Inside the Close Naval Encounters in the South China Sea
By Derek Wallbank (Bloomberg) — The voice on the radio in the middle of the South China Sea follows a familiar script for Captain Eric Anduze, who helms the USS Blue Ridge. It’s China on the phone.
“They’ll contact us and they’ll go — ‘U.S. government vessel, this is Chinese Navy vessel’ number whatever — ‘we will maintain five miles from you and escort you as you make your transit,”’ Anduze said, describing the English-speaking voice from a rival Chinese warship.
The U.S. response is short: “Chinese vessel, this is government vessel 1 9, copy, out.” From there on, silence, as the vessels of the world’s rival powers steam onward together.
The ship-to-ship interactions are a regular potential flash point for the world’s two biggest militaries in contested waters. In September, a Chinese destroyer sailed within a football field’s distance of the USS Decatur in what the U.S. said was an “ unsafe and unprofessional” maneuver. That hasn’t deterred future sailings — the U.S. sent two guided-missile destroyers within 12 nautical miles of disputed islands earlier this month.
Based in Japan, the Blue Ridge is a frequent traveler through the South China Sea, which Beijing considers its waters against an international community increasingly concerned by its encroachment. The area is home to key shipping lanes and fisheries that have sparked dispute between China and its neighbors.
China has built up and mans artificial islands with buildings, communications towers, ports and runways to cement its claims in what many international observers say are military provocations. The U.S. says it travels the waters as if the expansive claims don’t exist, running through shipping lanes as the Blue Ridge does, or on so-called “freedom of navigation” patrols near the disputed islands. Those latter sailings are viewed by China as aggravating.
The U.S. Navy allowed media outlets, including Bloomberg, an inside look at the sort of ship it’s using to sail through the disputed waters. The oldest operational warship in the American Navy, the Blue Ridge is the flagship of the 7th Fleet, and docked in Singapore as part of a tour of southeast Asian port cities.
The Blue Ridge is billed as one of the most technologically advanced ships in the world. It operates as a central information node for a fleet whose range stretches from the Indian-Pakistan border to the International Date Line in the Pacific Ocean. Through its several computers flow a database the Navy says gives it a “complete tactical picture of air, surface and subsurface contacts.” That’s what it does: it sails and it knows things.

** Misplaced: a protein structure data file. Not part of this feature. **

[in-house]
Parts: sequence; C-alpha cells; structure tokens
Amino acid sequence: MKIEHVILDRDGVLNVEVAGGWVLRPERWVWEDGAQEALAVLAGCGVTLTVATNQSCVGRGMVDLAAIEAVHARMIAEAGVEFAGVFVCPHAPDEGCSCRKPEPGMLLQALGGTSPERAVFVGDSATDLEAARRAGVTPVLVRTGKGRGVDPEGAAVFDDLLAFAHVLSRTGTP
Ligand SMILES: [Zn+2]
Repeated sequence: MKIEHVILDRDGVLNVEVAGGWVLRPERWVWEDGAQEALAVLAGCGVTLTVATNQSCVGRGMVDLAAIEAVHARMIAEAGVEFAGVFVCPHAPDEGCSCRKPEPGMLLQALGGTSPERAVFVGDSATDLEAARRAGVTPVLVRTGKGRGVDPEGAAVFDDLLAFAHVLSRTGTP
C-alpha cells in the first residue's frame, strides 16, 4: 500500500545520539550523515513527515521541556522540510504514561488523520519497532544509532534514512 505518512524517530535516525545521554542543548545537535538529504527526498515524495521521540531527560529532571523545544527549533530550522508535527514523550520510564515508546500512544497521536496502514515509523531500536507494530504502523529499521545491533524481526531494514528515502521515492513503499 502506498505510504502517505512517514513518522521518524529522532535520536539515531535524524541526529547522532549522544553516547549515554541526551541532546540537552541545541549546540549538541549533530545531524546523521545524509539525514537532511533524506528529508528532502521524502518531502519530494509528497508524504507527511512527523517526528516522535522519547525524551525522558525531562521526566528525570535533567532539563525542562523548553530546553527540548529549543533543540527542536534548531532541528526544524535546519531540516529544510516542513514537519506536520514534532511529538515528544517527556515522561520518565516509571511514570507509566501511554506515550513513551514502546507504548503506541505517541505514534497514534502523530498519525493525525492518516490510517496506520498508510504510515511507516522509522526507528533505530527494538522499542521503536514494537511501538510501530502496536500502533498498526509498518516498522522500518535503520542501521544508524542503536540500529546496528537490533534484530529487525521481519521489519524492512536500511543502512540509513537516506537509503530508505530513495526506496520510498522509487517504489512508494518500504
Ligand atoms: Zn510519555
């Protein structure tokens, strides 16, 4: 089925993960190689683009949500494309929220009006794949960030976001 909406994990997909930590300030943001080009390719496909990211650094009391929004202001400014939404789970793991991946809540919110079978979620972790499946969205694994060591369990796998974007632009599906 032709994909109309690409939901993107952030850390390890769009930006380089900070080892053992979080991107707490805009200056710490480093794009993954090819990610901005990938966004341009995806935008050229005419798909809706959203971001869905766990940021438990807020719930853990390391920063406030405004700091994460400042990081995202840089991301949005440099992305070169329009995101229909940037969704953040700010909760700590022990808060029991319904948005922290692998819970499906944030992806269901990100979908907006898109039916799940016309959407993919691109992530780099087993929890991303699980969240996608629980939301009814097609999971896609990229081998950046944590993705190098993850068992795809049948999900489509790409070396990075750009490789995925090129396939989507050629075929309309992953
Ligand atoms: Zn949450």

The ship is a small floating town of more than 1,000 sailors at any given time. There are beds and cafeterias, fitness centers and a post office. A miniature hospital has sick beds and an operating room, along with a dentist who can fill a cavity or pull a tooth — unless the waves get too rough. Up on deck, sailors can jog around a makeshift track around the ship, at about seven laps to a mile.
Since February, Captain Anduze said the Blue Ridge has been escorted by Chinese vessels about six times in an almost unremarkable and now routine manner.
In Washington, the view is that China uses “coercive tactics” including its naval and paramilitary vessels to enforce claims in the South China Sea, the Pentagon said last week in its annual report on China’s military power. Those are targeted “in ways calculated to be below the threshold of provoking conflict,” though have escalated into near-misses with U.S. warships.
Naval officials on the Blue Ridge declined to comment in detail on those more aggressive encounters, except to say nothing similar had happened with them as they passed through the South China Sea’s shipping lanes.
“We have had ships that come about three to four miles away and then just navigate with us throughout the area,” Anduze said. Those interactions have been “very safe.”
© 2019 Bloomberg L.P
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